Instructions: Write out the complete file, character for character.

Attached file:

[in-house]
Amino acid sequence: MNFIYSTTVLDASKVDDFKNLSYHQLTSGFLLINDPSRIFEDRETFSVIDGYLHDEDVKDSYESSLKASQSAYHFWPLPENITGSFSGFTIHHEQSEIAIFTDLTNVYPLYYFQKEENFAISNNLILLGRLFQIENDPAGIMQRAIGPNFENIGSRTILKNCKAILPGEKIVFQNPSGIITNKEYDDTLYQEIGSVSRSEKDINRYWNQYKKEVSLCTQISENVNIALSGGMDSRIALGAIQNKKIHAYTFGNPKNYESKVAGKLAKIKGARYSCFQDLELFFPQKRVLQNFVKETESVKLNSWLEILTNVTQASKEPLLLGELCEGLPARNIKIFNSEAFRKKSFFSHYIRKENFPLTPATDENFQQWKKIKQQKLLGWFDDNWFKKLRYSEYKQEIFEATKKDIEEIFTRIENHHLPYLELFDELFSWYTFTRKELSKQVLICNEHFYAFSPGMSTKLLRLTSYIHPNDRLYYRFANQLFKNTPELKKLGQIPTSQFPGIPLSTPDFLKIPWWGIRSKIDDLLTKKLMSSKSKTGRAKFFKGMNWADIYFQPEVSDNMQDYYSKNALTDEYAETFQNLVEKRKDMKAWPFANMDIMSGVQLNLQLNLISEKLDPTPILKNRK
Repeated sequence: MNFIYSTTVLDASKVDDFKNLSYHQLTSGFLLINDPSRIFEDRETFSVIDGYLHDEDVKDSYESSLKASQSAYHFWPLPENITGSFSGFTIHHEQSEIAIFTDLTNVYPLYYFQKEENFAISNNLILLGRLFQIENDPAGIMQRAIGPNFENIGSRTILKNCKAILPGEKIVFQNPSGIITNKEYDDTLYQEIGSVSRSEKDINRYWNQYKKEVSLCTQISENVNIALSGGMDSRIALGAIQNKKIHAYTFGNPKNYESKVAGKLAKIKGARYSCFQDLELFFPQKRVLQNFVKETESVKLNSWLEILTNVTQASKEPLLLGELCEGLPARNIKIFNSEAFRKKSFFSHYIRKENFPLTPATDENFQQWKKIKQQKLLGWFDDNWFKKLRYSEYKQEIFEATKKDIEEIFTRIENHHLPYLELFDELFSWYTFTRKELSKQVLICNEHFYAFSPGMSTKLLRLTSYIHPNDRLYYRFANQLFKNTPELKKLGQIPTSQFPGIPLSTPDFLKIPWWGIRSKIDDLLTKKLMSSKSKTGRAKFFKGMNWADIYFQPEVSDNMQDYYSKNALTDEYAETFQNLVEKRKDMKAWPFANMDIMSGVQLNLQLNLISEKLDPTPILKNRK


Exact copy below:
[in-house]
Amino acid sequence: MNFIYSTTVLDASKVDDFKNLSYHQLTSGFLLINDPSRIFEDRETFSVIDGYLHDEDVKDSYESSLKASQSAYHFWPLPENITGSFSGFTIHHEQSEIAIFTDLTNVYPLYYFQKEENFAISNNLILLGRLFQIENDPAGIMQRAIGPNFENIGSRTILKNCKAILPGEKIVFQNPSGIITNKEYDDTLYQEIGSVSRSEKDINRYWNQYKKEVSLCTQISENVNIALSGGMDSRIALGAIQNKKIHAYTFGNPKNYESKVAGKLAKIKGARYSCFQDLELFFPQKRVLQNFVKETESVKLNSWLEILTNVTQASKEPLLLGELCEGLPARNIKIFNSEAFRKKSFFSHYIRKENFPLTPATDENFQQWKKIKQQKLLGWFDDNWFKKLRYSEYKQEIFEATKKDIEEIFTRIENHHLPYLELFDELFSWYTFTRKELSKQVLICNEHFYAFSPGMSTKLLRLTSYIHPNDRLYYRFANQLFKNTPELKKLGQIPTSQFPGIPLSTPDFLKIPWWGIRSKIDDLLTKKLMSSKSKTGRAKFFKGMNWADIYFQPEVSDNMQDYYSKNALTDEYAETFQNLVEKRKDMKAWPFANMDIMSGVQLNLQLNLISEKLDPTPILKNRK
Repeated sequence: MNFIYSTTVLDASKVDDFKNLSYHQLTSGFLLINDPSRIFEDRETFSVIDGYLHDEDVKDSYESSLKASQSAYHFWPLPENITGSFSGFTIHHEQSEIAIFTDLTNVYPLYYFQKEENFAISNNLILLGRLFQIENDPAGIMQRAIGPNFENIGSRTILKNCKAILPGEKIVFQNPSGIITNKEYDDTLYQEIGSVSRSEKDINRYWNQYKKEVSLCTQISENVNIALSGGMDSRIALGAIQNKKIHAYTFGNPKNYESKVAGKLAKIKGARYSCFQDLELFFPQKRVLQNFVKETESVKLNSWLEILTNVTQASKEPLLLGELCEGLPARNIKIFNSEAFRKKSFFSHYIRKENFPLTPATDENFQQWKKIKQQKLLGWFDDNWFKKLRYSEYKQEIFEATKKDIEEIFTRIENHHLPYLELFDELFSWYTFTRKELSKQVLICNEHFYAFSPGMSTKLLRLTSYIHPNDRLYYRFANQLFKNTPELKKLGQIPTSQFPGIPLSTPDFLKIPWWGIRSKIDDLLTKKLMSSKSKTGRAKFFKGMNWADIYFQPEVSDNMQDYYSKNALTDEYAETFQNLVEKRKDMKAWPFANMDIMSGVQLNLQLNLISEKLDPTPILKNRK